10. Goldstein, Steven, James McNulty, and James Verbrugge, “Scale Economies in the Savings and Loan Industry Before Diversification,” Journal of Economics and Business, 1987.Google Scholar
  11. Hawawini, Gabriel and Itzhak Swary, “Mergers and Acquisitions in the U.S. Banking Industry” (Amsterdam: North Holland, 1990 ).Google Scholar
  12. Kellner, S. and G Frank Mathewson, “Entry, Size Distribution, Scale and Scope Economies in the Life Insurance Industry,” Journal of Business, 1983.Google Scholar
  13. Kim, H. Youn, “Economies of Scale and Scope in Multiproduct Financial Institutions,” Journal of Money, Credit and Banking, 18, 1986.Google Scholar
  14. Kolari, James and Asghar Zardhooki, “Bank Cost Structure and Performance” ( Lexington, Mass.: Heath Lexington, 1987 ).Google Scholar
  15. Lawrence, Colin, “Banking Costs, Generalized Functional Forms, and Estimation of Economies of Scale and Scope,” Journal of Money, Credit and Banking, Vol. 21, No. 3, 1989.Google Scholar
  16. Mester, Loretta, “A Multiproduct Cost Study of Savings and Loans,” Journal of Finance, 42, 1987.Google Scholar
  17. Mester, Loretta, “Traditional and Nontraditional Banking: an Information Theoretic Approach,” Federal Reserve Board Working Paper, No. 90–3, February 1990.Google Scholar
  18. Murray, John D. and Robert S. White, “Economies of Scale and Economies of Scope in Multiproduct Financial Institutions,” Journal of Finance, June 1983.Google Scholar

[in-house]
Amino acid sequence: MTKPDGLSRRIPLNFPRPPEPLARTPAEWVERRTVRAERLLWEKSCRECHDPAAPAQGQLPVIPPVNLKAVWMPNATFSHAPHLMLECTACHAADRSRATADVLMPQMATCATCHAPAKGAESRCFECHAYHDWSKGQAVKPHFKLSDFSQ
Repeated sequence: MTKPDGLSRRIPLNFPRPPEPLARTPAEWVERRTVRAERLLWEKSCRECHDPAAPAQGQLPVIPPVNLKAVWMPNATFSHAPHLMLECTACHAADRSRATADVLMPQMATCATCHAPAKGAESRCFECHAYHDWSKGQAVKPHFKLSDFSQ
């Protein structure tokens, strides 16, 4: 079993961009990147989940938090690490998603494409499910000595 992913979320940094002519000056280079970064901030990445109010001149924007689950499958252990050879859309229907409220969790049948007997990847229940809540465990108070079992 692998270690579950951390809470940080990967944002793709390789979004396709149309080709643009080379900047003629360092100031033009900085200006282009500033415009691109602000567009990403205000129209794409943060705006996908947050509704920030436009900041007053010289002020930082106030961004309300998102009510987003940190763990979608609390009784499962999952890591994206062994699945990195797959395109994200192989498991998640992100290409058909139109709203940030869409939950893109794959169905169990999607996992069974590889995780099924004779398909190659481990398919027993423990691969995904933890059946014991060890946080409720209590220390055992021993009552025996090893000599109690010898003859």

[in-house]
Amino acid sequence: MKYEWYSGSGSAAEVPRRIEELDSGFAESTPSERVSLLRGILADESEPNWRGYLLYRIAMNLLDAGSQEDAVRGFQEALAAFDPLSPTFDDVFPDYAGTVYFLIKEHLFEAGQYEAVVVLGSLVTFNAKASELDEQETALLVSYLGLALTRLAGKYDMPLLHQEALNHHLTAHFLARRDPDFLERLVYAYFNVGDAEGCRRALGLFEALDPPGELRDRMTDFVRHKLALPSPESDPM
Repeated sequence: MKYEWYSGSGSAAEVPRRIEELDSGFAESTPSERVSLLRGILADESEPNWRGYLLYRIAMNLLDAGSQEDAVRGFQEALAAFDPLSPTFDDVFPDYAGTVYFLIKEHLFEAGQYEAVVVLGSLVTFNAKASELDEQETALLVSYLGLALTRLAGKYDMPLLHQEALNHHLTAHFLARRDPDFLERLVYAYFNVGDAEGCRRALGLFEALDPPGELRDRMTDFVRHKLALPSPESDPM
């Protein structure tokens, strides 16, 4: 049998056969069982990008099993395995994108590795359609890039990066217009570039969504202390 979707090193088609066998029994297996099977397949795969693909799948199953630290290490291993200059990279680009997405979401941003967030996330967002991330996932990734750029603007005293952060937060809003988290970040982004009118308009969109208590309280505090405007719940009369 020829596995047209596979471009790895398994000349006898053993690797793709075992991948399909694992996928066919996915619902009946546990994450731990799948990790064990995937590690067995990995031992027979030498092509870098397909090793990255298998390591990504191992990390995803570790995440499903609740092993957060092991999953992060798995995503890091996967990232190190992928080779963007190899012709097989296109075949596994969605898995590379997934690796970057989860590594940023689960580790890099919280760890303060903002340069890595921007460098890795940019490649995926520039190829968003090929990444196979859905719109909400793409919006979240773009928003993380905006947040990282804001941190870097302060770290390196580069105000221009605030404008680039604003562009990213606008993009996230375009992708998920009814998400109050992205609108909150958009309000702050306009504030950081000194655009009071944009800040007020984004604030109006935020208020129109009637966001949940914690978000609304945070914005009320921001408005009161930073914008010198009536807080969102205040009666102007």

19. Noulas, Athanasios G., Subhash C. Ray and Stephen M. Miller, “Returns to Scale and Input Substitution for Large U.S. Banks,” Journal of Money, Credit and Banking, Vol. 22, 1990.Google Scholar
  20. Saunders, Anthony and Ingo Walter, Universal Banking in the United States ( New York: Oxford University Press, 1994 ).Google Scholar
  21. Shaffer, Sherrill, “A Restricted Cost Study of 100 Large Banks,” Federal Reserve Bank of New York Working Paper, 1988.Google Scholar
  22. Smith, Roy C. and Ingo Walter, Global Banking (New York: Oxford University Press, 1997 ). Smith, Roy C., Comeback-The Restoration of American Banking Power ( Cambridge, Harvard Business School Press, 1993 )Google Scholar
  23. Smith, Roy C., Money Wars, ( New York, E.P. Dutton, 1990 )Google Scholar
  24. Tschoegl, Adrian E., “Size, Growth and Transnationality among the World’s Largest Banks,” Journal of Business, Vol. 56, No. 2, 1983.Google Scholar
  25. Walter, Ingo, Global Competition in Financial Services ( Cambridge: Ballinger-Harper Row, 1988 ).Google Scholar
  26. Walter, Ingo, and Smith Roy C., Investment Banking in Europe ( Oxford, Basil Blackwood, 1990 )Google Scholar
  27. Yoshioka, Kanji and Takanobu Nakajima, “Economies of Scale in Japan’s Banking Industry,” Bank of Japan Monetary and Economic Studies, September 1987.Google Scholar

Copyright information

© Springer Science+Business Media Dordrecht 1998

Authors and Affiliations

  • Roy C. Smith
  • Ingo Walter

There are no affiliations available

Personalised recommendations